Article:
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Malaysia – A Risky Defence Backfires

Patent litigation in Malaysia is rare and not popular amongst Malaysian companies, the more so when the dispute involves both patent and passing-off. The case of SKB Shutters Manufacturing v Seng Kong Shutter Industries and Anor, which was decided by the Kuala Lumpur High Court on October 4 2010 is one such exception.

The case involves a patent in respect of a rolling door or rolling shutter wherein the plaintiff claimed that the defendants have infringed the patent by incorporating features into their products without the plaintiff’s consent.

In their defence, the defendants sought to invalidate the plaintiff’s patent instead of contending their innocence, by arguing that it was wrongly granted on the grounds of lack of novelty and inventiveness, thus failing requirements of patentability. This is a bold move in defending a suit in that if the Court were to favour the defendants, not only would the defendants end the litigation unscathed, the plaintiff also no longer enjoys any monopoly of the patent. However, if the defendants are unsuccessful in their case for invalidation, it would inevitably follow that they have infringed the plaintiff’s patent; the defendants would not be able to raise any further defence on infringement.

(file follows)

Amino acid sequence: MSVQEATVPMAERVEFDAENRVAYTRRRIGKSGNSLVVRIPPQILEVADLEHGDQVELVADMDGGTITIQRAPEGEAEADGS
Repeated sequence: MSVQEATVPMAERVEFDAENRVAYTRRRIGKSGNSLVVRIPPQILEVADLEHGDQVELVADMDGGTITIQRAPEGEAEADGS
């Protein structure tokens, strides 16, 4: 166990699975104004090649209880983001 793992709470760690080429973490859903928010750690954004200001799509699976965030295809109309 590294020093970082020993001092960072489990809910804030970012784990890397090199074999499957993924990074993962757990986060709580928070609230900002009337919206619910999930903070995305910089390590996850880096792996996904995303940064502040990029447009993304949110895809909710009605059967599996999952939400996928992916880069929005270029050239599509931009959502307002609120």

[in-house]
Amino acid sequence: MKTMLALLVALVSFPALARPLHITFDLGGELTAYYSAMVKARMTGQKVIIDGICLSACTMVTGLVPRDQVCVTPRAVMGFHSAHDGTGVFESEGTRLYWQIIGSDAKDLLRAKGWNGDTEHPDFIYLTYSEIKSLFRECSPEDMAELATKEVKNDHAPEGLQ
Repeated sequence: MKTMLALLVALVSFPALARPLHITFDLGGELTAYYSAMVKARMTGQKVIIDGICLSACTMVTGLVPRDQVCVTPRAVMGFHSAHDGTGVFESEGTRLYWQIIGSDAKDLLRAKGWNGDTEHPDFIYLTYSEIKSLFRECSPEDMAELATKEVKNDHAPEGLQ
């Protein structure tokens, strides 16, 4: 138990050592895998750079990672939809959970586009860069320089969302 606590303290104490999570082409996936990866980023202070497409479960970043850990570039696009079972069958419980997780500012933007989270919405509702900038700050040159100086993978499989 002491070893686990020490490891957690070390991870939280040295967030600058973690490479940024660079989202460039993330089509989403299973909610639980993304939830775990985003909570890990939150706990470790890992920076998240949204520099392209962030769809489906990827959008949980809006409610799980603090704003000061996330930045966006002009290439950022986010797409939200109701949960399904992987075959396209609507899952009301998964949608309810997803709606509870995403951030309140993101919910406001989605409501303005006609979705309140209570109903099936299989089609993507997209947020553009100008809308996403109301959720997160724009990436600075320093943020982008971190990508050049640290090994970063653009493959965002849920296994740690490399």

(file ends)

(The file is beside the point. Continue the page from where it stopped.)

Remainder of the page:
In this case, the defence back-fired, making the plaintiff successful in its infringement claim.

In passing-off, the judge recognised that the tort is no longer anchored to a trademark but encompasses other material such as visual images, provided that such material became part of the goodwill of the product.

However, the judge was reluctant to hold in favour of the plaintiff for passing-off as the plaintiff has did not provide evidence of goodwill attached in the features of the shutters, neither could the consumers identify such features without the aid of the plaintiff’s trademark.

It is interesting to note how this case would affect future patent infringement claims, especially in relation to pharmaceutical patents in view of the number of generic drugs in the market. Would the defence of invalidity actually bear fruit rendering a patent invalid? Only time and future cases will tell meanwhile, the present case does bring some comfort to parties seeking to enforce the rights granted by their patent against any infringer, so as long as the patent is proven to be valid.


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